Home Ask Student Aid FAQ

Student Aid FAQ

What are the benefits of federal student loan consolidation?
Federal consolidation loans allow borrowers to combine several federal student loans into one loan to streamline loan repayment. The monthly payment amount may decrease because repayment can be spread over a longer time period. Because there are no penalties for prepaying the loan in full or in part, borrowers may make larger monthly payments or extra payments if they wish. Borrowers may also change repayment plans at least once a year.

Read Entire Answer
Do I have to repay a Federal Student Loan?
By signing the Master Promissory Note (MPN) for a Direct Loan, the borrower promises to repay the loan. The Master Promissory Note is a legally binding agreement. It specifies the terms of the loan.

Read Entire Answer
What are the penalties for early student loan payment?
There are no prepayment penalties on federal student loans or private student loans. You can make extra payments on your student loans or pay them off in-full without paying a fee or other penalty.

Read Entire Answer
Does a private consolidation loan save the borrower money?
It depends. A private consolidation loan may reduce the monthly payment by increasing the term of the loan. But, while this may make the monthly payment more affordable, it does not save the borrower money. Increasing the term of the loan often leads to more interest being charged over the life of the loan.

Read Entire Answer
How can I lower my student loan payments?
Student loan payments can be a source of financial stress for many borrowers who are struggling to repay their loans. Every dollar of loan payments is a dollar less that is available for other priorities. So, borrowers sometimes seek to lower their monthly student loan payments.

Read Entire Answer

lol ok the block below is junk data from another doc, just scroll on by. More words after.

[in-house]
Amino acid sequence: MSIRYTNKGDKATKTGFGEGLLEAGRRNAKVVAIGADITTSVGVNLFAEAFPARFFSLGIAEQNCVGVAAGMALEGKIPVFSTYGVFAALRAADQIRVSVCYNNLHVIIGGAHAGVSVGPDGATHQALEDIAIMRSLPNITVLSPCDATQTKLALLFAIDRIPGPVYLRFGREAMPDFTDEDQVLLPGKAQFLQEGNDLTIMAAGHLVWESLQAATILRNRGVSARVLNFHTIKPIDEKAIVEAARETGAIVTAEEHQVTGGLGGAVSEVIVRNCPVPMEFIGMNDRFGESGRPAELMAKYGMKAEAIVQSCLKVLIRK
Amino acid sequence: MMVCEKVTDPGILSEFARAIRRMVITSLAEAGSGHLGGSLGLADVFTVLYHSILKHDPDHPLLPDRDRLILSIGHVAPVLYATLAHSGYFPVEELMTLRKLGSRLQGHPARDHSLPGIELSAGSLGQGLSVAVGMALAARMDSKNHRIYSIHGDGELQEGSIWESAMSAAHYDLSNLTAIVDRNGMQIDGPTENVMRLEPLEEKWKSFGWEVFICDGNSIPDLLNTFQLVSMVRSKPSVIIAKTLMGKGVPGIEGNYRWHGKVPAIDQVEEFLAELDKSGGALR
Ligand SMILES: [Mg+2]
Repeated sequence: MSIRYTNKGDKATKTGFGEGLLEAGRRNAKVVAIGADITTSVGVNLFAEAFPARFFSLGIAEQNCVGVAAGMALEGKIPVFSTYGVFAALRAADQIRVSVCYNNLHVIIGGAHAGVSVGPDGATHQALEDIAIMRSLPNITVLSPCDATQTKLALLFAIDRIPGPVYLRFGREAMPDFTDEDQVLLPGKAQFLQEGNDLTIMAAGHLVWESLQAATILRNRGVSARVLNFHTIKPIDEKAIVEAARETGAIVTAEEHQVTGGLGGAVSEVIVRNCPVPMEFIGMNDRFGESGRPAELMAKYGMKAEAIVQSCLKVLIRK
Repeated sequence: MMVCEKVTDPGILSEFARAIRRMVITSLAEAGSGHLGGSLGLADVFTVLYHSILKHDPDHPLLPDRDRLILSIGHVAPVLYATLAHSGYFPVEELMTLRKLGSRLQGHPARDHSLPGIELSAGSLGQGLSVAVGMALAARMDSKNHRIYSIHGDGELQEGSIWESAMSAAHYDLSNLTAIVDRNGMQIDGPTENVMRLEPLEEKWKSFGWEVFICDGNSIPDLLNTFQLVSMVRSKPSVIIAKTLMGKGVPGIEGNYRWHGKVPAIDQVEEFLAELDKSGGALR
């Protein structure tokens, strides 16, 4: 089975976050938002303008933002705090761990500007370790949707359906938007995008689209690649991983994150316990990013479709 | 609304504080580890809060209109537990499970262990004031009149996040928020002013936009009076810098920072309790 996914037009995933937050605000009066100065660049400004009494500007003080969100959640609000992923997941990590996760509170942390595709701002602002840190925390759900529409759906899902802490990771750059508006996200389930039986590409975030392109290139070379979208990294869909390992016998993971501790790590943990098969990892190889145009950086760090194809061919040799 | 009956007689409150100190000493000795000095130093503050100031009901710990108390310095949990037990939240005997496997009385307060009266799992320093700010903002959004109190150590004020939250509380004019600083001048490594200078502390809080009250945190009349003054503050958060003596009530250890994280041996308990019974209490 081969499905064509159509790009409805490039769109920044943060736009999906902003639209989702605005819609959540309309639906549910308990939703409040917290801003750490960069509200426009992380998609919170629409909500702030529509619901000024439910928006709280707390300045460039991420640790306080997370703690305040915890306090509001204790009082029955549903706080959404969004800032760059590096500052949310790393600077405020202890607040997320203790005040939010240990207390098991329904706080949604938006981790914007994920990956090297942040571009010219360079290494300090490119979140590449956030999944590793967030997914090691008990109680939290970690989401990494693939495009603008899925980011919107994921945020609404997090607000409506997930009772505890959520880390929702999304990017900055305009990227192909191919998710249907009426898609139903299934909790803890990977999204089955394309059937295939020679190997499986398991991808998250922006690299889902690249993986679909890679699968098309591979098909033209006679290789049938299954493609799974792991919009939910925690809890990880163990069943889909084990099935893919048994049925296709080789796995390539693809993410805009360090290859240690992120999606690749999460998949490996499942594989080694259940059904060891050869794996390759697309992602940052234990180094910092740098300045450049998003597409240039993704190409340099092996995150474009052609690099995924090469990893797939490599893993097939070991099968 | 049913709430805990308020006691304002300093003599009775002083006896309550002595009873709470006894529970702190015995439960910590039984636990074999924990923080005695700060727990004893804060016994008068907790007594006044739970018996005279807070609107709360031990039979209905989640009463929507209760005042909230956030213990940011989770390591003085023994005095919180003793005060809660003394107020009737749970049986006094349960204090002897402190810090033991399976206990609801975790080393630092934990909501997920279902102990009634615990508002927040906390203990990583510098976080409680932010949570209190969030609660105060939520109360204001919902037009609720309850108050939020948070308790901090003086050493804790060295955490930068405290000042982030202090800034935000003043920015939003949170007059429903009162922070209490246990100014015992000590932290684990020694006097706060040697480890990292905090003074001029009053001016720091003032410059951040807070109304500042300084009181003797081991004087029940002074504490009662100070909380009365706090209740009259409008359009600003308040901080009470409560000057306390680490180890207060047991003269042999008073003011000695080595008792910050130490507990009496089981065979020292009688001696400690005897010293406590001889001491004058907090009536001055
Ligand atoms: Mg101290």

How long is the repayment term for private consolidation loans?
The length of the repayment term varies by lender, typically 15, 20 or 25 years. Lenders offering fixed interest rates may have shorter repayment terms. The repayment term may depend on the amount borrowed.

Read Entire Answer
How much can I borrow in Direct Loans if I'm an undergraduate?
These limits cover the 2015-2016 academic year for Direct Loans (Direct Subsidized and Direct Unsubsidized Loans). Dependent undergraduate students can borrow: Year 1 – $5,500 (up to $3,500 subsidized); Year 2 – $6,500 (up to $4,500 subsidized); Year 3+ – $7,500 (up to $5,500 subsidized); Aggregate/Cumulative – $31,000 (up to $23,000 subsidized). Independent undergraduate students can borrow: Year 1 – $9,500 (up to $3,500 subsidized); Year 2 – $10,500 (up to $4,500 subsidized); Year 3+ – $12,500 (up to $5,500 subsidized); Aggregate/Cumulative (up to $23,000 subsidized) – $57,500.

Read Entire Answer
Are there subsidized loans for graduate students?
The subsidized Federal Stafford Loan is no longer available to graduate and professional school students. As of July 1, 2012, graduate students and professional school students are eligible only for the unsubsidized Federal Stafford loan. Undergraduate students remain eligible for new subsidized Federal Stafford loans.

Read Entire Answer
What's the difference between a FAFSA and a Renewal FAFSA?
The Renewal FAFSA is available to students who filed the Free Application for Federal Student Aid (FAFSA) during the previous award year. It uses demographic data from the previous year’s FAFSA to pre-fill this year’s FAFSA. This can significantly reduce the time it will take to complete the FAFSA.

Read Entire Answer
How do graduate students qualify for financial aid?
To qualify for federal, state, and college financial aid for graduate school, you have to submit the FAFSA (Free Application for Federal Student Aid). The FAFSA is required to receive federal and state grants and scholarships, as well as federal student loans, including Perkins Loans, Direct Unsubsidized Loans, and Grad PLUS Loans.

Read Entire Answer

Find & Compare Private Student Loans for Your School: